Extended data figures and tables

Extended Data Figure 1 Sequence content of gap closures.

ac, Gap closures are enriched for simple repeats compared to equivalently sized regions randomly sampled from GRCh37; examples of the organization of these regions are shown using Miropeats for chromosome 4 (GRCh37, chr4:59724333–59804333) (a), chromosome 11 (GRCh37, chr11:87673378–87753378) (b), and chromosome X (GRCh37, chrX:143492324–143572324) (c). Dotplots show the architecture of the degenerate STRs with the core motif highlighted below. Shared sequence motifs between blocks are indicated by colour.

Extended Data Figure 2 Variant detection pipeline.

At every variant locus, we collected the full-length reads that overlap the locus, performed de novo assembly using the Celera assembler, and called a consensus using Quiver after remapping reads used in the assembly as well as reads flanking the assembly (yellow reads) to increase consensus quality at the boundaries of the assembly. BLASR is used to align the assembly consensus sequences to the reference, and insertions and deletions in the alignments are output as variants. Reads spanning a deletion event within a single alignment are shown as bars connected by a solid line, and double hard-stop reads spanning a larger deletion event and split into two separate alignments of the same read are shown as a dotted line.

Extended Data Figure 3 Genome distribution of closed gaps and insertions.

Chromosome ideogram heatmap depicts the normalized density of inserted CHM1 base pairs per 5-Mb bin with a strong bias noted near the end of most chromosomes. Locations of structural variants and closed gaps are given by coloured diamonds to the left of each chromosome: closed gap sequences (red), inversions (green), and complex events (blue).

Extended Data Figure 4 Confirmation of complex insertions in additional genomes.

Top, genotypes of polymorphic complex regions using read depth of unique k-mers (blue: present; white: absent). Bottom, extended examples of complex insertion events: alignment to chimpanzee panTro4 reference (dark blue); existing human reference hg19 (light teal); inserted sequence (dark teal). The bottom rows show repeat annotations, with darker hues for repeats overlapping the inserted region.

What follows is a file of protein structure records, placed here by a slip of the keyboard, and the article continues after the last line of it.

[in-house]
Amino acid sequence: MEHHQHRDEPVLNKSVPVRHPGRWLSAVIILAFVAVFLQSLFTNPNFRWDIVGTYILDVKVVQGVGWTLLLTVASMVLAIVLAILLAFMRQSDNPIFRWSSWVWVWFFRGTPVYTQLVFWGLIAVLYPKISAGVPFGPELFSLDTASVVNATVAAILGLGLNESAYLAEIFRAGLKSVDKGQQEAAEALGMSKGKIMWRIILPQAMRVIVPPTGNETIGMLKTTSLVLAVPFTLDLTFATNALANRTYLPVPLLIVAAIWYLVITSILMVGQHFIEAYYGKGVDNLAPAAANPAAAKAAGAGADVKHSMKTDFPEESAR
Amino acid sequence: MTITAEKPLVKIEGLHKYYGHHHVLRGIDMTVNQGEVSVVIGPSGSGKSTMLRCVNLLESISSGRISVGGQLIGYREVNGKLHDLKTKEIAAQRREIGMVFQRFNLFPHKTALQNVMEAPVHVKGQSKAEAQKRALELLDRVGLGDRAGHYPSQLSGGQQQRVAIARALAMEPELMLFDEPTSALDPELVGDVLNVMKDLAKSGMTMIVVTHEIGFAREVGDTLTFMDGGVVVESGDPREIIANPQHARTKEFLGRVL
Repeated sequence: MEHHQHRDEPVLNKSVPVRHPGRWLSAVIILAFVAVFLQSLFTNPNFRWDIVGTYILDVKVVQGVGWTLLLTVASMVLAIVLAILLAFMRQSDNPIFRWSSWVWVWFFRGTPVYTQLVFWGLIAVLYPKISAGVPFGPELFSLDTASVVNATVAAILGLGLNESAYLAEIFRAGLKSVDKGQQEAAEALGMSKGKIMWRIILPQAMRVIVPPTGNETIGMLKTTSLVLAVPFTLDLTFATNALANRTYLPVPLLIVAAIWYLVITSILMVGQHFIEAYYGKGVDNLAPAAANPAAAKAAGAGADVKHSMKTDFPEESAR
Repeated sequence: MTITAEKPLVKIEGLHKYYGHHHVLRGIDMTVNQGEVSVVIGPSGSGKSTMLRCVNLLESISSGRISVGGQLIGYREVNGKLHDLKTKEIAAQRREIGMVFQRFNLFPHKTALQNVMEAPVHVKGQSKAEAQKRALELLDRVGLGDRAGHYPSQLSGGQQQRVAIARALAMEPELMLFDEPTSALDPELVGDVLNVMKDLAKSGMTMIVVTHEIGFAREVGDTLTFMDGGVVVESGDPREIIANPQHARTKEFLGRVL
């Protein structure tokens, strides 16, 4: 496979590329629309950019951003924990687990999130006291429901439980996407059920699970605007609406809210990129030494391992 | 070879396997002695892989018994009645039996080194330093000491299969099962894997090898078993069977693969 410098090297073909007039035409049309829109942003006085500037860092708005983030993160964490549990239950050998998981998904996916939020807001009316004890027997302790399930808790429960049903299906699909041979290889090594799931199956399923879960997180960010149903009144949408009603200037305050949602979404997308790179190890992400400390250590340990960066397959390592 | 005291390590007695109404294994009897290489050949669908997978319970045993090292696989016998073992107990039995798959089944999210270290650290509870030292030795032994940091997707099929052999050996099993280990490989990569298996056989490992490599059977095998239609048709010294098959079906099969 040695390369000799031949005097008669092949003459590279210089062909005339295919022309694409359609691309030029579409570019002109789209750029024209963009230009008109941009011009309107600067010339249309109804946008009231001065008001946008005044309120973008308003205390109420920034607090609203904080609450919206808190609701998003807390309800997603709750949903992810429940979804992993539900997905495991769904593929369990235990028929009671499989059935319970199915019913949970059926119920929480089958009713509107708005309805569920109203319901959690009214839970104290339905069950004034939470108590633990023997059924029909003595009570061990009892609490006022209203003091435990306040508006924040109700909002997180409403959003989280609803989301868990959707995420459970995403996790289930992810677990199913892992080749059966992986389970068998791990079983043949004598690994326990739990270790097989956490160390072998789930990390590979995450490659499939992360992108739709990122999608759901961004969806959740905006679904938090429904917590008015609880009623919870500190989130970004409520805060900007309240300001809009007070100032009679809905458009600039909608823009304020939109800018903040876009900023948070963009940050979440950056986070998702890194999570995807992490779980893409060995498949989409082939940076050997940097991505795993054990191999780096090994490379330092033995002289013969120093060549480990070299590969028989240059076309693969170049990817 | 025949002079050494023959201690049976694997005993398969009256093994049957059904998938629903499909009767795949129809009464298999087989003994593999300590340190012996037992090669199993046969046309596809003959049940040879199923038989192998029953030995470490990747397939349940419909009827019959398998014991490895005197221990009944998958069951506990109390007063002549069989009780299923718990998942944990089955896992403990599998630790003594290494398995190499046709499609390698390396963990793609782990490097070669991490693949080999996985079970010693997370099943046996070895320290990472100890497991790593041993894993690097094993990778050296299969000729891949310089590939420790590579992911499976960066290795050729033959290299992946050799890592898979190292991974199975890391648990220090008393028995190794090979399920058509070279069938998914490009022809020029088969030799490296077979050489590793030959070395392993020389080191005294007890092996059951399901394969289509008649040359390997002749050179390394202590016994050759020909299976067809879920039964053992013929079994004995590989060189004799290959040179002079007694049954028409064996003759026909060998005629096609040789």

Extended Data Figure 5 Inversion validation by BAC-insert sequencing.

Inversions detected by alignment of single long reads were validated by sequencing clones from the CHM1 BAC library (CHORI17), in which end mappings to GRCh37 spanned the putative inversions. Inversions were validated by aligning the corresponding BAC sequences to GRCh37 with Miropeats. Shared sequence between the BACs and GRCh37 is shown in black; inversion events are indicated in red.

Extended Data Figure 6 CHM1 clone-based assembly of the human 10q11 genomic region.

a, The clone-based assembly is composed primarily of BACs from the CH17 library as shown in the tiling path below the internal repeat structure of the region. Coloured arrows indicate large segmental duplications with homologous sequences connected by coloured lines (Miropeats). Genes annotated from alignment of RefSeq messenger RNA sequences with GMAP27 are shown. b, Miropeats comparisons of the 10q11 clone-based assembly against the corresponding sequence from GRCh37, with gaps shown in red, highlight the degree to which the reference was misassembled.

Supplementary information

Supplementary Information

This file contains Supplementary Methods, Text and Data, Supplementary Figures 1-29, Supplementary Tables 1-35 and additional references. Tables shown in this file represent views of the full tables given in the Supplementary Tables file. (PDF 5107 kb)

Supplementary Tables

This file contains the full table values for the Supplementary Tables 1-35 (see separate Supplementary information file). (XLSX 442 kb)

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Chaisson, M., Huddleston, J., Dennis, M. et al. Resolving the complexity of the human genome using single-molecule sequencing. Nature 517, 608–611 (2015).